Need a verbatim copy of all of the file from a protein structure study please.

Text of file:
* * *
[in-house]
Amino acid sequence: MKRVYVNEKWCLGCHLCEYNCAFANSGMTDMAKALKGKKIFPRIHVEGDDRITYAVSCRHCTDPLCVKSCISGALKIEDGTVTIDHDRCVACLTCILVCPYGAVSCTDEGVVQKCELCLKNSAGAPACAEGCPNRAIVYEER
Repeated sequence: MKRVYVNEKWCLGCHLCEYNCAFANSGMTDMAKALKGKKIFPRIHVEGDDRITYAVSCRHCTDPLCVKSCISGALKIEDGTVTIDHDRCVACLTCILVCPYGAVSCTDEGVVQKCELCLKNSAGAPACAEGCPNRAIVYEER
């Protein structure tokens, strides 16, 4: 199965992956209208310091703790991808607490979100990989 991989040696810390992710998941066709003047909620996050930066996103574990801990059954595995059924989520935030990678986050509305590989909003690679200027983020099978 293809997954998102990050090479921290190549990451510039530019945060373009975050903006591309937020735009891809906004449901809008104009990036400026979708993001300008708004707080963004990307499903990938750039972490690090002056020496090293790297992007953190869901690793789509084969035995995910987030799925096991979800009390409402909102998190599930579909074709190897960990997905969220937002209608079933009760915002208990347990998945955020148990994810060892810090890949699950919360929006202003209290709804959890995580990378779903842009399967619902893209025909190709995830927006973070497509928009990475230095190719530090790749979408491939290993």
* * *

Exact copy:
[in-house]
Amino acid sequence: MKRVYVNEKWCLGCHLCEYNCAFANSGMTDMAKALKGKKIFPRIHVEGDDRITYAVSCRHCTDPLCVKSCISGALKIEDGTVTIDHDRCVACLTCILVCPYGAVSCTDEGVVQKCELCLKNSAGAPACAEGCPNRAIVYEER
Repeated sequence: MKRVYVNEKWCLGCHLCEYNCAFANSGMTDMAKALKGKKIFPRIHVEGDDRITYAVSCRHCTDPLCVKSCISGALKIEDGTVTIDHDRCVACLTCILVCPYGAVSCTDEGVVQKCELCLKNSAGAPACAEGCPNRAIVYEER
């Protein structure tokens, strides 16, 4: 199965992956209208310091703790991808607490979100990989 991989040696810390992710998941066709003047909620996050930066996103574990801990059954595995059924989520935030990678986050509305590989909003690679200027983020099978 293809997954998102990050090479921290190549990451510039530019945060373009975050903006591309937020735009891809906004449901809008104009990036400026979708993001300008708004707080963004990307499903990938750039972490690090002056020496090293790297992007953190869901690793789509084969035995995910987030799925096991979800009390409402909102998190599930579909074709190897960990997905969220937002209608079933009760915002208990347990998945955020148990994810060892810090890949699950919360929006202003209290709804959890995580990378779903842009399967619902893209025909190709995830927006973070497509928009990475230095190719530090790749979408491939290993």